"All customer experience strategy must have a northern star; a driving fundamental that shapes how the business treats its customers. For the Ritz Carlton, the idea is that "ladies and gentlemen serve ladies and gentlemen'. This sends a clear message to all Ritz Carlton employees that they are as valued and respected as the customer, and they behave accordingly. If you don't have a northern star, you can't be sure everyone is operating from the same playbook."

3. It's all about the experience

Traditionally, businesses have looked through a customer service lens. This needs to shift into a customer experience lens. What's the difference? "If you focus only on the "point of purchase' with customers, you have already missed out on three engagement and influence opportunities that are presented in the customer buying cycle.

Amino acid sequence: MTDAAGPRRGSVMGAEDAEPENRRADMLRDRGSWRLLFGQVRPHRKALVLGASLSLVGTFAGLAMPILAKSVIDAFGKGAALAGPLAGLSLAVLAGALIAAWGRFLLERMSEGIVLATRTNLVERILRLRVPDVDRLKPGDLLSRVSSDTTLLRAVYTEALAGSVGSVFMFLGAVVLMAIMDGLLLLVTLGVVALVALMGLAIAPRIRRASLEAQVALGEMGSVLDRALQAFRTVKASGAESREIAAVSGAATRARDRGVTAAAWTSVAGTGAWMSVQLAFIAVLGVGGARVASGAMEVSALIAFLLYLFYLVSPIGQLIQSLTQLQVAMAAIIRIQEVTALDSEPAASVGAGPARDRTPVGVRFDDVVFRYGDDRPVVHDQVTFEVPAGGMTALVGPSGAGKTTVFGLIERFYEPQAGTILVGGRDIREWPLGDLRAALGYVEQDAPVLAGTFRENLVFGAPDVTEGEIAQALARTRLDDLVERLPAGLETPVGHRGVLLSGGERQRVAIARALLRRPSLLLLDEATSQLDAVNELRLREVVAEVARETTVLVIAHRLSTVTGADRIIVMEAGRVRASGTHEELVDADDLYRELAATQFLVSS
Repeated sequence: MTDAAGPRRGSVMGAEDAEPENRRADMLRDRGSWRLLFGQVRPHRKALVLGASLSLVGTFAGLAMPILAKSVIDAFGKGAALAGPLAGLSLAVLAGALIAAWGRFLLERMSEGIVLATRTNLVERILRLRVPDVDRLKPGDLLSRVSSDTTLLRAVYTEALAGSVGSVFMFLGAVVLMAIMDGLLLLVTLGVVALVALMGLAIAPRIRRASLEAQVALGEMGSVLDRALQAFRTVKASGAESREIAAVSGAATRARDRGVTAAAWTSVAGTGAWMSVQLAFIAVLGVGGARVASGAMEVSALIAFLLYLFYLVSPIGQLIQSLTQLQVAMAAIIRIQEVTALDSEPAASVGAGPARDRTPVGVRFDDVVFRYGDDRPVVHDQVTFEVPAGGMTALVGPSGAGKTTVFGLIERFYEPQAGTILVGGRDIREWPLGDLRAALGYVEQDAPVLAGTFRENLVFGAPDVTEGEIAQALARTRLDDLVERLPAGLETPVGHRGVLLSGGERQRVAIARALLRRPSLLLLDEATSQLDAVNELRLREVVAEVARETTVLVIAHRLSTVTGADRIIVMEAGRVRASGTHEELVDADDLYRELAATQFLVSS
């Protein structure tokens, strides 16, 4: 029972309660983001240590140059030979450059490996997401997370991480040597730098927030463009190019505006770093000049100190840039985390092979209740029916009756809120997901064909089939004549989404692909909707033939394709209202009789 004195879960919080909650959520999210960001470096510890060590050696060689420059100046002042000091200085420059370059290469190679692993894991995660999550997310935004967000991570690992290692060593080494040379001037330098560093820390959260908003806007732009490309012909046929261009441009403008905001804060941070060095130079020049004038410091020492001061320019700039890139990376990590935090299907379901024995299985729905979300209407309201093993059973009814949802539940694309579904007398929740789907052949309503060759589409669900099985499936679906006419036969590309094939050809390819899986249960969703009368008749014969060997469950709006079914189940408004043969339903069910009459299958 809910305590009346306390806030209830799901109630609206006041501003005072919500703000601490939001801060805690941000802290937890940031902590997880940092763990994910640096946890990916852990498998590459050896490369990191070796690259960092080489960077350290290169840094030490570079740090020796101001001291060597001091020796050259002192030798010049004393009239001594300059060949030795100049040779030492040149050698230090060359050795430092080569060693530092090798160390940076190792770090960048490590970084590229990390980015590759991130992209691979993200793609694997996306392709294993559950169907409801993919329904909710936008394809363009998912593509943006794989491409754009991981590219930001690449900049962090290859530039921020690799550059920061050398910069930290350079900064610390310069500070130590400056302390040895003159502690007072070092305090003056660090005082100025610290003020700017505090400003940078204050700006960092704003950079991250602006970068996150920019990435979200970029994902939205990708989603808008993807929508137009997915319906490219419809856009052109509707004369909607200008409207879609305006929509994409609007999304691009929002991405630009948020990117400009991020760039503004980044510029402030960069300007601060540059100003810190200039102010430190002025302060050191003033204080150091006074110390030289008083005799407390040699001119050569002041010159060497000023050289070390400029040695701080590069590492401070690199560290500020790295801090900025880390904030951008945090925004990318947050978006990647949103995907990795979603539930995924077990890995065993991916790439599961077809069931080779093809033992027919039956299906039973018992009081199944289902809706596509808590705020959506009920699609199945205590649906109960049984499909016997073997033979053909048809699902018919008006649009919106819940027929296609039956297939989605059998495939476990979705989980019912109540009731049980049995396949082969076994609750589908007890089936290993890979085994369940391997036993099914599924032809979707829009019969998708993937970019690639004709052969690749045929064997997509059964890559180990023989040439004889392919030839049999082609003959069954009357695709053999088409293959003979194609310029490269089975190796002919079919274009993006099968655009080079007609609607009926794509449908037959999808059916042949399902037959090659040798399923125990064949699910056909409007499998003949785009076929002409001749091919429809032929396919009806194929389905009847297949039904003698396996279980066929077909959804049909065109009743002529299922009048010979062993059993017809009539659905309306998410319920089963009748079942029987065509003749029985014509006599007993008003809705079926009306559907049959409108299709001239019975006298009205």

72% of potential customers have made up their mind if they will buy from you before they even meet you. There are six points to customer experience: Research, consider, engage, point of purchase, use/experience of the product and return customer. Be careful that you don't only enter the cycle on the fourth point, as so many companies do.

"Customer engagement works across all six points. It takes into consideration every touch-point an individual has with your brand. This can be anything from how simple your website is to navigate, to the smell of popcorn wafting through an entertainment centre a few minutes before the next movie begins."